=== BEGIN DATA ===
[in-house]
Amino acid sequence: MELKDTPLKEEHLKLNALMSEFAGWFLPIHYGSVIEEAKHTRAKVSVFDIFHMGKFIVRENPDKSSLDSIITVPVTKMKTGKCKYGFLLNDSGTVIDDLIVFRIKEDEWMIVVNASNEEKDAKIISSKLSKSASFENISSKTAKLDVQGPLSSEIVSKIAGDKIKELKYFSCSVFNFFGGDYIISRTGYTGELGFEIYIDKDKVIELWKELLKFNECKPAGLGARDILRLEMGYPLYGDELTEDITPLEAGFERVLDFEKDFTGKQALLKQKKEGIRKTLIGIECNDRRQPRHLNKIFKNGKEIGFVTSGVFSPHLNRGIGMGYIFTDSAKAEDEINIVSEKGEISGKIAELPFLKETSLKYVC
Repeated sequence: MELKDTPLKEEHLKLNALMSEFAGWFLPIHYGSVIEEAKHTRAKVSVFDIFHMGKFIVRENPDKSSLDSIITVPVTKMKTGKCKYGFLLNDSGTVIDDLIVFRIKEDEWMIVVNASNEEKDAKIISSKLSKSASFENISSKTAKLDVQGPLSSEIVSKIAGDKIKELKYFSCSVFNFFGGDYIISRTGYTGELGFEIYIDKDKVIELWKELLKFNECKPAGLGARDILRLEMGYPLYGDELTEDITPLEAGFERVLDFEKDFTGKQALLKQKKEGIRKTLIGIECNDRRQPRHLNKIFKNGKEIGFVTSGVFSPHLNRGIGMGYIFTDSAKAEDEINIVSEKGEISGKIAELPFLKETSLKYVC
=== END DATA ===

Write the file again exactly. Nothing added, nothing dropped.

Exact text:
[in-house]
Amino acid sequence: MELKDTPLKEEHLKLNALMSEFAGWFLPIHYGSVIEEAKHTRAKVSVFDIFHMGKFIVRENPDKSSLDSIITVPVTKMKTGKCKYGFLLNDSGTVIDDLIVFRIKEDEWMIVVNASNEEKDAKIISSKLSKSASFENISSKTAKLDVQGPLSSEIVSKIAGDKIKELKYFSCSVFNFFGGDYIISRTGYTGELGFEIYIDKDKVIELWKELLKFNECKPAGLGARDILRLEMGYPLYGDELTEDITPLEAGFERVLDFEKDFTGKQALLKQKKEGIRKTLIGIECNDRRQPRHLNKIFKNGKEIGFVTSGVFSPHLNRGIGMGYIFTDSAKAEDEINIVSEKGEISGKIAELPFLKETSLKYVC
Repeated sequence: MELKDTPLKEEHLKLNALMSEFAGWFLPIHYGSVIEEAKHTRAKVSVFDIFHMGKFIVRENPDKSSLDSIITVPVTKMKTGKCKYGFLLNDSGTVIDDLIVFRIKEDEWMIVVNASNEEKDAKIISSKLSKSASFENISSKTAKLDVQGPLSSEIVSKIAGDKIKELKYFSCSVFNFFGGDYIISRTGYTGELGFEIYIDKDKVIELWKELLKFNECKPAGLGARDILRLEMGYPLYGDELTEDITPLEAGFERVLDFEKDFTGKQALLKQKKEGIRKTLIGIECNDRRQPRHLNKIFKNGKEIGFVTSGVFSPHLNRGIGMGYIFTDSAKAEDEINIVSEKGEISGKIAELPFLKETSLKYVC